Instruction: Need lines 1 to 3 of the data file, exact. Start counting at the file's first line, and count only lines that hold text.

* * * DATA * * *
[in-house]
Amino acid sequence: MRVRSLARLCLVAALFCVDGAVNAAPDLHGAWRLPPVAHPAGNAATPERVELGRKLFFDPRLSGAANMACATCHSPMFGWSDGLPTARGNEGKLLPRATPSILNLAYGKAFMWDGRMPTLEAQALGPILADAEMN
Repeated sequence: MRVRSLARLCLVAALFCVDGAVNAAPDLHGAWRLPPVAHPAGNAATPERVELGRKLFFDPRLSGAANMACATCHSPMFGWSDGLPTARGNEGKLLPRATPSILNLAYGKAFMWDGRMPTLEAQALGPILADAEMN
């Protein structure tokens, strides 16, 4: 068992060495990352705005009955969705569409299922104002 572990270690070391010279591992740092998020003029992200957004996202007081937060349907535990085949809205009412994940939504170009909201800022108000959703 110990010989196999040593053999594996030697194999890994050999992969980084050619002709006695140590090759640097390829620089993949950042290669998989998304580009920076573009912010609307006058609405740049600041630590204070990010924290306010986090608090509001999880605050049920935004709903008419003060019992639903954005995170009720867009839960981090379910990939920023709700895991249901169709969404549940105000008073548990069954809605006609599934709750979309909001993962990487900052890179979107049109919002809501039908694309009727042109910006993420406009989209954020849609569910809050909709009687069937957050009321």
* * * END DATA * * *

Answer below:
[in-house]
Amino acid sequence: MRVRSLARLCLVAALFCVDGAVNAAPDLHGAWRLPPVAHPAGNAATPERVELGRKLFFDPRLSGAANMACATCHSPMFGWSDGLPTARGNEGKLLPRATPSILNLAYGKAFMWDGRMPTLEAQALGPILADAEMN
Repeated sequence: MRVRSLARLCLVAALFCVDGAVNAAPDLHGAWRLPPVAHPAGNAATPERVELGRKLFFDPRLSGAANMACATCHSPMFGWSDGLPTARGNEGKLLPRATPSILNLAYGKAFMWDGRMPTLEAQALGPILADAEMN